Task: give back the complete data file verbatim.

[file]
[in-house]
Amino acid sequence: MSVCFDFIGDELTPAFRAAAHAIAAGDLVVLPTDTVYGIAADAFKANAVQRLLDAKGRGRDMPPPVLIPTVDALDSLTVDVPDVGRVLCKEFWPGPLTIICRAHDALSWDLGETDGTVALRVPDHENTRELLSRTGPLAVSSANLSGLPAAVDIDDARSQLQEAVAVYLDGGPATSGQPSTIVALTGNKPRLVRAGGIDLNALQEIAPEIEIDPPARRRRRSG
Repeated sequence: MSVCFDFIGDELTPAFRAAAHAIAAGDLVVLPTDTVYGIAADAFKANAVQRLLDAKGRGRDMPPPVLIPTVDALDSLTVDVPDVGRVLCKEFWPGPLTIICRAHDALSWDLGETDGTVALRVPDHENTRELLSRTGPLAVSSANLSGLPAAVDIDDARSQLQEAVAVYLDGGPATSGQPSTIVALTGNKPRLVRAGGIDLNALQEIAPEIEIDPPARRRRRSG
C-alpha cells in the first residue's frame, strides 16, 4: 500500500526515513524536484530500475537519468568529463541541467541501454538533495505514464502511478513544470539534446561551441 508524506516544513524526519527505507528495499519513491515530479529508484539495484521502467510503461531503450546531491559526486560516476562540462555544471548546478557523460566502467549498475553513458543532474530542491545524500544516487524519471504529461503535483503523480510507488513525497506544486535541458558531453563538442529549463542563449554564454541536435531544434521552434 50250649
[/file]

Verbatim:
[in-house]
Amino acid sequence: MSVCFDFIGDELTPAFRAAAHAIAAGDLVVLPTDTVYGIAADAFKANAVQRLLDAKGRGRDMPPPVLIPTVDALDSLTVDVPDVGRVLCKEFWPGPLTIICRAHDALSWDLGETDGTVALRVPDHENTRELLSRTGPLAVSSANLSGLPAAVDIDDARSQLQEAVAVYLDGGPATSGQPSTIVALTGNKPRLVRAGGIDLNALQEIAPEIEIDPPARRRRRSG
Repeated sequence: MSVCFDFIGDELTPAFRAAAHAIAAGDLVVLPTDTVYGIAADAFKANAVQRLLDAKGRGRDMPPPVLIPTVDALDSLTVDVPDVGRVLCKEFWPGPLTIICRAHDALSWDLGETDGTVALRVPDHENTRELLSRTGPLAVSSANLSGLPAAVDIDDARSQLQEAVAVYLDGGPATSGQPSTIVALTGNKPRLVRAGGIDLNALQEIAPEIEIDPPARRRRRSG
C-alpha cells in the first residue's frame, strides 16, 4: 500500500526515513524536484530500475537519468568529463541541467541501454538533495505514464502511478513544470539534446561551441 508524506516544513524526519527505507528495499519513491515530479529508484539495484521502467510503461531503450546531491559526486560516476562540462555544471548546478557523460566502467549498475553513458543532474530542491545524500544516487524519471504529461503535483503523480510507488513525497506544486535541458558531453563538442529549463542563449554564454541536435531544434521552434 50250649